Dr. Alex Harthill examined Bid after the race and told Delp and Bettis that Bid’s heartbeat was so slow, “it was like he’d been in his stall all day.”

It was the start of an undefeated season for Spectacular Bid, who would win all nine races he started that year.

Nov. 11, 1978 – Spectacular Bid Wins Heritage Stakes in Philly

At Keystone Racetrack in Philadelphia on November 11, 1978, Bid ended an outstanding 2-year-old season with a dominating six-length victory  in the Heritage Stakes. Trainer Bud Delp wanted Spectacular Bid to run in one more race before his 2-year-old campaign was over—the Heritage Stakes on November 11—which, if he won, would help jockey Ron Franklin become Apprentice Jockey of the Year.

Some questioned why Bid needed to run in the Heritage Stakes, since he had all but wrapped up 2-Year-Old Male Horse  of the Year honors. It was only two weeks after the Laurel Futurity, and they thought the horse deserved a rest after a grueling 2-year-old campaign in which he had won six of eight races. But Delp was used to criticism. That might not be the way they did things in Kentucky, but it was the Bud Delp way.

In the Heritage Stakes, Bid came from behind; Delp wanted to see whether the colt could stalk the leaders from just off the pace and then make his move around the final turn, when the leaders tired. Sure enough, he was seven lengths off the lead through the first turn and into the backstretch before he got tired of watching the horses in front of him.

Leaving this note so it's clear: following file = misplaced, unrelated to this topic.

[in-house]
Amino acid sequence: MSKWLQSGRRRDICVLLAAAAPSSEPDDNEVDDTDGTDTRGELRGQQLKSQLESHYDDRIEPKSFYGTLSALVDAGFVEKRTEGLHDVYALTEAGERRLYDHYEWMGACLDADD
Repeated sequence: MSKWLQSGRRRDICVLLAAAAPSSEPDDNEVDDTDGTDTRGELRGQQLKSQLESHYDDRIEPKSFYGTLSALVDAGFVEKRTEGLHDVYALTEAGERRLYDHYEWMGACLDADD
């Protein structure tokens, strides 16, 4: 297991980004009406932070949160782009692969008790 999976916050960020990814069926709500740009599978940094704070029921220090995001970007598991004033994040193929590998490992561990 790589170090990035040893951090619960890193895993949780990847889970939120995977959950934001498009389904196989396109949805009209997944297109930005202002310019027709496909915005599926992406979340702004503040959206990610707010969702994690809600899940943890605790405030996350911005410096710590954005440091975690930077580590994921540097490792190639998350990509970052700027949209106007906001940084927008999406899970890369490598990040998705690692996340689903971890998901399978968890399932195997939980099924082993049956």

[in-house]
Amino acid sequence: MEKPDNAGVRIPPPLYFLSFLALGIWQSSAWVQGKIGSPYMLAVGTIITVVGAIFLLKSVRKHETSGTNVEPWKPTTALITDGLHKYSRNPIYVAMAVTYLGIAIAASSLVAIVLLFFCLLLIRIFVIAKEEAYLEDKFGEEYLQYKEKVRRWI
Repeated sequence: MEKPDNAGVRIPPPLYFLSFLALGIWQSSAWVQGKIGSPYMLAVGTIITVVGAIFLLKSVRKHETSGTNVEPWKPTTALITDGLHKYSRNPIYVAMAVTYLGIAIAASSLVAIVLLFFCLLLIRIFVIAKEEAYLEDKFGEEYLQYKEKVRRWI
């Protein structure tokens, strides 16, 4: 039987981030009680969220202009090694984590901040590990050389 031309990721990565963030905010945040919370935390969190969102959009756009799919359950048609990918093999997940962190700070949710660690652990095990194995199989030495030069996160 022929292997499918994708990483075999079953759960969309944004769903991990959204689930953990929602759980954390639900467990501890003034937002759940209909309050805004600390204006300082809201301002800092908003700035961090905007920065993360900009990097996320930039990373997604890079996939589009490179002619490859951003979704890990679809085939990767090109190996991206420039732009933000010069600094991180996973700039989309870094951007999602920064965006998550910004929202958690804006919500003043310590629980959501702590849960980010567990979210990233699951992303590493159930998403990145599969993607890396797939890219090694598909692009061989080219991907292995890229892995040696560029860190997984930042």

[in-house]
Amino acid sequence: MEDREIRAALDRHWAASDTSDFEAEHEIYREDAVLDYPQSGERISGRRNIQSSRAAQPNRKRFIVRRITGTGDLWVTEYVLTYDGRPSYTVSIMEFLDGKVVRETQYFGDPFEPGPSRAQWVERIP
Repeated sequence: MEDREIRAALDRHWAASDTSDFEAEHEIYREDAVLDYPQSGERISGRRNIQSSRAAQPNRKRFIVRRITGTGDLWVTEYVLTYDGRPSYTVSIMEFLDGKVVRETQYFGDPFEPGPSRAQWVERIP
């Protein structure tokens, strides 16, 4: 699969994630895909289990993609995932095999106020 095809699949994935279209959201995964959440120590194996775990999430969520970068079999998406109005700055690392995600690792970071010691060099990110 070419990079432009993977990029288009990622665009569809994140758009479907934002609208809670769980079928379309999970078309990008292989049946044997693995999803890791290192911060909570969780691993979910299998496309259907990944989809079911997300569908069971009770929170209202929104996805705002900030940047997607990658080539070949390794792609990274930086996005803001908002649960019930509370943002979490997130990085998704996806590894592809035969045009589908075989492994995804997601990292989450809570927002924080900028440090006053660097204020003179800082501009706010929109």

After half a mile, he made his move; heading into the final turn, he passed three other horses with ease and was suddenly astride Terrific Son, who had just taken the lead from a tiring Breezing On. Bid looked Terrific Son in the eye, and the other colt acquiesced. Bid bounded to a one-length lead at the three-eighths pole, putting daylight between himself and Sun Watcher, the second-place finisher. Terrific Son finished third.

Delp and Harry Meyerhoff admitted that this race had been only  a learning lesson for Spectacular Bid. Delp had entered Bid in the Heritage Stakes only because he knew he would win, but the trainer acknowledged that the horse needed a break. “If there had been anybody in there hard, we might have left him at the stall in Maryland,” he said.

Spectacular Bid was showing some maturity. He had shown that he could take the lead or come back from last place; he could lurk behind the leaders and still win. What would it take to beat him, besides running on a sloppy track or trying to box him in? Yet he had shown that as long as he could find an opening, he could pass the other horses on the outside and still win, despite the longer trip around the track.